Herald readers are invited to submit their two cents worth on-line on stories which have appeared in the newspaper or on our website at www.yalnews.com.
There has been some talk in the aftermath of the storms Saturday night and early Sunday morning about the warnings issued by the National Weather Service. Some say that telling people to take cover as much as 55 minutes before the storm was due in the area may have been too much.
One person told the Herald that she took cover and then came out after half an hour thinking the storm had gone by.
Others commented that the sensationalized coverage on TV may cause people to take warnings less seriously.
Wondering said: Would you rather have 5 minutes or 55 minutes. I, myself kept a watch on the weather till I was sure it was gone. It overturned several trees not a mile from my home and also broke a couple of large limbs out of a large tree at another home I own dropping them on the roof and doing some damage but Thank God, no one was injured. The roof can be repaired. I will take the longer warning anyday.
Reader commented: A warning is given ahead of time to allow people to properly prepare for whats coming there way.They should be able to use common sense as to whether the storm is there or not.
Another Reader said: People need to educate themselves on the signs of a tornado. If you sit and watch the weather channel long enough, you will become panicked and you will feel you need to rush to the nearest shelter. There is a difference between a tornado warning and a tornado watch! I have lived in Water Valley for about 4 years, and I have not seen one storm that I felt threatened enough to seek shelter. Last night was a bad storm with alot of lightning.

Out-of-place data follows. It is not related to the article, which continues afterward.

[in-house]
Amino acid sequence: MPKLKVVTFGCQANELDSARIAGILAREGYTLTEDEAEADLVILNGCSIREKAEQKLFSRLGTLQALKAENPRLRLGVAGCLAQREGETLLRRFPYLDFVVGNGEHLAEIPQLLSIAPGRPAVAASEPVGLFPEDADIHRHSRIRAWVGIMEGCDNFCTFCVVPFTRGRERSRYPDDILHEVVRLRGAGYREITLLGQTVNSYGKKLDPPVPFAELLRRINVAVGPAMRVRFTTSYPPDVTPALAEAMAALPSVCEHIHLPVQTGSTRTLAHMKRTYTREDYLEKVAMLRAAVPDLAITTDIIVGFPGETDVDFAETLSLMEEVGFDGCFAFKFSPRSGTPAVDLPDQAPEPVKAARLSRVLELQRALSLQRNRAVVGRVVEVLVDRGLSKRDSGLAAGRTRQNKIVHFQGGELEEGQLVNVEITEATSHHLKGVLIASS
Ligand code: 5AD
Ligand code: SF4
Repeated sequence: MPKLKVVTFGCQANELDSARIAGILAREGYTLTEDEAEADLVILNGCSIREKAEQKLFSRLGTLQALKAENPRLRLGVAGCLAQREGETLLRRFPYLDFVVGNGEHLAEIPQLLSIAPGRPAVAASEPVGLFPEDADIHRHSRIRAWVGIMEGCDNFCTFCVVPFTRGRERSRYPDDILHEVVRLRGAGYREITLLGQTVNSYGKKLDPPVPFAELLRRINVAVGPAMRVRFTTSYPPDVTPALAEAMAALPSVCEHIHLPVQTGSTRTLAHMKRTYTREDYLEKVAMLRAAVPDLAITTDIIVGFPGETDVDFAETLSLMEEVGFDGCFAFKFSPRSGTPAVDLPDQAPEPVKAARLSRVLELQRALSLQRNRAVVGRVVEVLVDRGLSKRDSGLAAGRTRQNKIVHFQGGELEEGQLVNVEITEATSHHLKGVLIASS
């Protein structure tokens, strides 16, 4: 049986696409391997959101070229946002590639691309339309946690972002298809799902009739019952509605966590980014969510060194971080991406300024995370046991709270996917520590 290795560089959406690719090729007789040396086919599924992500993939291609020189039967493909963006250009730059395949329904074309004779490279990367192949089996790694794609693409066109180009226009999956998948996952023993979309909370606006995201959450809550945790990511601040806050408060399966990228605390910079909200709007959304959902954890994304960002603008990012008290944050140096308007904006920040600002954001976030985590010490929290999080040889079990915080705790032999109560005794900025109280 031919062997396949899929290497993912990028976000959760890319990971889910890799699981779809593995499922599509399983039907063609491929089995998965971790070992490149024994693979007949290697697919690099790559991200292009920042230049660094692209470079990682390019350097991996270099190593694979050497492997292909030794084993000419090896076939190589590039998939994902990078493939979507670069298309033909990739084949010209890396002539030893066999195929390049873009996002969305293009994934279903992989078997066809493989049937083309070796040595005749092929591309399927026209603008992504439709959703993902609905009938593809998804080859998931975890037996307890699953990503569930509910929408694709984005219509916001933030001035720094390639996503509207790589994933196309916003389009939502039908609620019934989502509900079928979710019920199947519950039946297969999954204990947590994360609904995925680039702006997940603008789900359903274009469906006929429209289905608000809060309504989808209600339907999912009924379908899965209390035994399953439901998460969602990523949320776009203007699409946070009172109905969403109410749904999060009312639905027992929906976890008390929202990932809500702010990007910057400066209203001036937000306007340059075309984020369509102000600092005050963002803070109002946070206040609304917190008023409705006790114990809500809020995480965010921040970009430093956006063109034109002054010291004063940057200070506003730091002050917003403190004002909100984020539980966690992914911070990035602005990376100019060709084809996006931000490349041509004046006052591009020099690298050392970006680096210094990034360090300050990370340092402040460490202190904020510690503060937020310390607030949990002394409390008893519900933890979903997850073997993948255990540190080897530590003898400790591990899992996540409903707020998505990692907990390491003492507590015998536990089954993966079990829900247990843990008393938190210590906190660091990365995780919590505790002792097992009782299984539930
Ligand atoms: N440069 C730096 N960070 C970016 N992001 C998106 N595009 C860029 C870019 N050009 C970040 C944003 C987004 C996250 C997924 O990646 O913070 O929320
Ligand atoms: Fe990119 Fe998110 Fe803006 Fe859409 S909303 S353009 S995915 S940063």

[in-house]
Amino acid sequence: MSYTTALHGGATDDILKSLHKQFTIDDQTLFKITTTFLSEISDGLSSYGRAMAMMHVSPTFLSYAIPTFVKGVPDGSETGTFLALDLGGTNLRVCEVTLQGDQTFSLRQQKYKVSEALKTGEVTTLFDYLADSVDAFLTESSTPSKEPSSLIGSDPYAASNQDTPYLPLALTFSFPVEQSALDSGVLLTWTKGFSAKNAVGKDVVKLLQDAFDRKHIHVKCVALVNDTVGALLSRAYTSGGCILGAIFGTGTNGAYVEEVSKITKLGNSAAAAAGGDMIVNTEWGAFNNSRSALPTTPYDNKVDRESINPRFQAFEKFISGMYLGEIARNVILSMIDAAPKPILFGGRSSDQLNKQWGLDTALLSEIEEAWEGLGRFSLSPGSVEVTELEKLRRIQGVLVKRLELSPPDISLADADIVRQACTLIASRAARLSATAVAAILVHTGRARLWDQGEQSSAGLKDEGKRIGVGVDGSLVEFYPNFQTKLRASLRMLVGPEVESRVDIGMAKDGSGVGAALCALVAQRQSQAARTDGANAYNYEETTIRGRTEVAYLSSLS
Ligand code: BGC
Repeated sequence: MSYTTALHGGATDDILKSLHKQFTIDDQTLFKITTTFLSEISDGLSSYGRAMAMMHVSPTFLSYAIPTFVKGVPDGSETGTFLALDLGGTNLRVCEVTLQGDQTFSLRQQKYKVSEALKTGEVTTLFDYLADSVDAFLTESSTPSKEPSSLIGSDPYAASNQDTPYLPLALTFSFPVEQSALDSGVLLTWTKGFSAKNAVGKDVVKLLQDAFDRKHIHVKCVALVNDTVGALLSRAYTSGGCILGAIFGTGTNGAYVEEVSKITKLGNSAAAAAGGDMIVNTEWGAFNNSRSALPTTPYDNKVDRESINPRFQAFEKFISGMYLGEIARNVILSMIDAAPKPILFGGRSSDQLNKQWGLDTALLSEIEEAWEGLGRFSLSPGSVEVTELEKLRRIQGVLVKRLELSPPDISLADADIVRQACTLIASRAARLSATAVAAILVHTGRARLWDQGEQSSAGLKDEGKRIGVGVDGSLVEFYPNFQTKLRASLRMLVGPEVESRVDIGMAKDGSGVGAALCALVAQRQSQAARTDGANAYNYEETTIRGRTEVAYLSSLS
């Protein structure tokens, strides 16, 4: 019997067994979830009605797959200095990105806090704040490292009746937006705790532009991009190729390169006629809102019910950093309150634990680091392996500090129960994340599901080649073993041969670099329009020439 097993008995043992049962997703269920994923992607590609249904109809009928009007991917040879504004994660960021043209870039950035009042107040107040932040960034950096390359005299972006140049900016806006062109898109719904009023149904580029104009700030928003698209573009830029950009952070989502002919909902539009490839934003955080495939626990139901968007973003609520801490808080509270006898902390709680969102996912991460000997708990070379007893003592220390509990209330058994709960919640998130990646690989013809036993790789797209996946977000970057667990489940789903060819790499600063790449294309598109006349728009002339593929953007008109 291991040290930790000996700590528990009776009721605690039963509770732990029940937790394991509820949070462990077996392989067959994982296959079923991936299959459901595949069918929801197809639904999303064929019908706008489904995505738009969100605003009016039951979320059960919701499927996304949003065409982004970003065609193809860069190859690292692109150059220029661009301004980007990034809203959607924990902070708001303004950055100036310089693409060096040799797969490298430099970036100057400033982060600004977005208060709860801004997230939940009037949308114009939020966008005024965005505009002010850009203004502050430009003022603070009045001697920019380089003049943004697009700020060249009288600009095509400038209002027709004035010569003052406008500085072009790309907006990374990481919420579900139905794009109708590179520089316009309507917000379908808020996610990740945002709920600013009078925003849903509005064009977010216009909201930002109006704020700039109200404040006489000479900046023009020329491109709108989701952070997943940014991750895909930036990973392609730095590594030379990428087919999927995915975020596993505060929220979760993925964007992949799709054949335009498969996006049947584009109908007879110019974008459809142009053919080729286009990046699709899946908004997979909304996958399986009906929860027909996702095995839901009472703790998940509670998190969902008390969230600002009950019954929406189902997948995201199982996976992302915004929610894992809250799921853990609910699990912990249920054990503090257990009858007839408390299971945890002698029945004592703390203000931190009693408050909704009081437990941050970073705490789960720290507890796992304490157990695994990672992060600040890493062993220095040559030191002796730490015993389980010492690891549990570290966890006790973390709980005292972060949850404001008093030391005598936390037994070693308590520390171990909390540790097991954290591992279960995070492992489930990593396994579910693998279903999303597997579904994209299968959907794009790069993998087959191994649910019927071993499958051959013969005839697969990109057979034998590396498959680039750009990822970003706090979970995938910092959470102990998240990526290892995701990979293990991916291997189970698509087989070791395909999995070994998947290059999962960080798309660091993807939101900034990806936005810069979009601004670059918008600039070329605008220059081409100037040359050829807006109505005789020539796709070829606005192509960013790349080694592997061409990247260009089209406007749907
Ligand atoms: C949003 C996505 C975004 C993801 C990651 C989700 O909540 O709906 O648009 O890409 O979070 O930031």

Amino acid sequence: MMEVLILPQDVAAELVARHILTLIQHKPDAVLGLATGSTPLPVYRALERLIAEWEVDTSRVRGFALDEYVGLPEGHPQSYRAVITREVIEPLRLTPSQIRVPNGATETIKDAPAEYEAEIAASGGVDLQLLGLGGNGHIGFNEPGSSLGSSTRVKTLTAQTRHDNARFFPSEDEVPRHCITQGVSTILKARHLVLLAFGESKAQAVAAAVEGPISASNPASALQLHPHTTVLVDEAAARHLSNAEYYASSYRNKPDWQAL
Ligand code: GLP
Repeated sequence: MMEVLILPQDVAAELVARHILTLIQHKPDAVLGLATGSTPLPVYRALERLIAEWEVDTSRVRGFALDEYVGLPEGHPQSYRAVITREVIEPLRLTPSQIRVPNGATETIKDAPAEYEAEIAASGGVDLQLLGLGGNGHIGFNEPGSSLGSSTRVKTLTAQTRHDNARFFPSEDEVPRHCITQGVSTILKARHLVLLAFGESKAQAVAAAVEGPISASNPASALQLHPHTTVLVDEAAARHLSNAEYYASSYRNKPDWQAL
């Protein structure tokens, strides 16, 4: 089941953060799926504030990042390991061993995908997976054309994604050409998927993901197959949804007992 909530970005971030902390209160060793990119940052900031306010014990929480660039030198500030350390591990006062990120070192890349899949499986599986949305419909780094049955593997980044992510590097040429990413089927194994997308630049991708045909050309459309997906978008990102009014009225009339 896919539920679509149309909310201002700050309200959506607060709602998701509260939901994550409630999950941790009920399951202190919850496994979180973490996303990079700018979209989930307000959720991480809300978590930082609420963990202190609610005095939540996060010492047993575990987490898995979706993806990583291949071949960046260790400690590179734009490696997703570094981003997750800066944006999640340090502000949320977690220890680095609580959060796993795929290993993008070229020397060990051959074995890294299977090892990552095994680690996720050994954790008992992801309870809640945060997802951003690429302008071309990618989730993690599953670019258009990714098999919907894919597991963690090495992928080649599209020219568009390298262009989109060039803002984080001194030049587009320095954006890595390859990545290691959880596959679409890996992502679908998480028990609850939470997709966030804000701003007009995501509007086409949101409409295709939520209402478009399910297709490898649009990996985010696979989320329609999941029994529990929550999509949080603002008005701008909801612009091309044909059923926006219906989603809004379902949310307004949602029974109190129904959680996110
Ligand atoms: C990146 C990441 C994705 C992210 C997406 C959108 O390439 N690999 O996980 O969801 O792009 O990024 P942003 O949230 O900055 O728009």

Overkill added: I think the TV people in particular are sensationalizing storm coverage. They are seeing rotation in storms that couldn’t be seen in the past. But, not all are going to produce a tornado. The TV people at Tupelo were telling people to go to their “safe place” while the storms were an hour away.
City Dweller commented: Not being critical, but the city needs to adjust their sirens. The recommended time for them to sound is three to five minutes, not 15 to 20 minutes.
To City Dweller: While I was not in the 1984 tornado, every other member of my family was (mother, siblings, nieces, nephews) and after hearing their stories about about being in it, give me 15 – 20 minutes notice , not just 2-3 minutes.
KJ said: What exactly are the parameters for sounding the city sirens? Do they have to have a confirmed sighting; do they go by the national weather service warning; is it connected to a ‘service’ and sounds automatically, or does someone literally have to push a button? I’d much rather have 55 minutes warning. New technologies such as the radar that can detect rotation are great. The sensational part was not the reporting, but the weather itself. If a radar picks up rotation, all it takes is a good downdraft and that rotation is now a tornado on the ground. It’s great to know where to specifically be on the lookout.
And finally: I took a shower and went to bed. I figured if I was going to meet the man I wanted to be clean.